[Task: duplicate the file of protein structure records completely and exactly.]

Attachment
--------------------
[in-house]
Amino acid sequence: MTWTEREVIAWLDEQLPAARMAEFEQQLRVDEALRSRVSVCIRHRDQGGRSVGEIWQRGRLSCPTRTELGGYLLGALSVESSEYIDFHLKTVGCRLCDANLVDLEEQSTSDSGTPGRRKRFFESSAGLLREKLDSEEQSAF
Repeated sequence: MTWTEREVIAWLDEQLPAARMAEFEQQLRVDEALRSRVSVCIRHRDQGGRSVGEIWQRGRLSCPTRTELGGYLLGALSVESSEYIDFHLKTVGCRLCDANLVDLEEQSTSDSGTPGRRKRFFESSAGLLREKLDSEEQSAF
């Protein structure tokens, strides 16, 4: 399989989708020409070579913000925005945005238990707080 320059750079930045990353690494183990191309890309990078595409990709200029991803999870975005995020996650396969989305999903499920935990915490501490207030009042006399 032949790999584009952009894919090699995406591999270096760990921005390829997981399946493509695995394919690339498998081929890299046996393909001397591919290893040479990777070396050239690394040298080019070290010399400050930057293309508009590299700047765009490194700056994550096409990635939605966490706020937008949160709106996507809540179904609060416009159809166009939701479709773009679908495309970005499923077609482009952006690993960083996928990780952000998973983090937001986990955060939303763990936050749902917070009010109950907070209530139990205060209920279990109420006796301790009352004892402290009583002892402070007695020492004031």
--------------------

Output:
[in-house]
Amino acid sequence: MTWTEREVIAWLDEQLPAARMAEFEQQLRVDEALRSRVSVCIRHRDQGGRSVGEIWQRGRLSCPTRTELGGYLLGALSVESSEYIDFHLKTVGCRLCDANLVDLEEQSTSDSGTPGRRKRFFESSAGLLREKLDSEEQSAF
Repeated sequence: MTWTEREVIAWLDEQLPAARMAEFEQQLRVDEALRSRVSVCIRHRDQGGRSVGEIWQRGRLSCPTRTELGGYLLGALSVESSEYIDFHLKTVGCRLCDANLVDLEEQSTSDSGTPGRRKRFFESSAGLLREKLDSEEQSAF
């Protein structure tokens, strides 16, 4: 399989989708020409070579913000925005945005238990707080 320059750079930045990353690494183990191309890309990078595409990709200029991803999870975005995020996650396969989305999903499920935990915490501490207030009042006399 032949790999584009952009894919090699995406591999270096760990921005390829997981399946493509695995394919690339498998081929890299046996393909001397591919290893040479990777070396050239690394040298080019070290010399400050930057293309508009590299700047765009490194700056994550096409990635939605966490706020937008949160709106996507809540179904609060416009159809166009939701479709773009679908495309970005499923077609482009952006690993960083996928990780952000998973983090937001986990955060939303763990936050749902917070009010109950907070209530139990205060209920279990109420006796301790009352004892402290009583002892402070007695020492004031």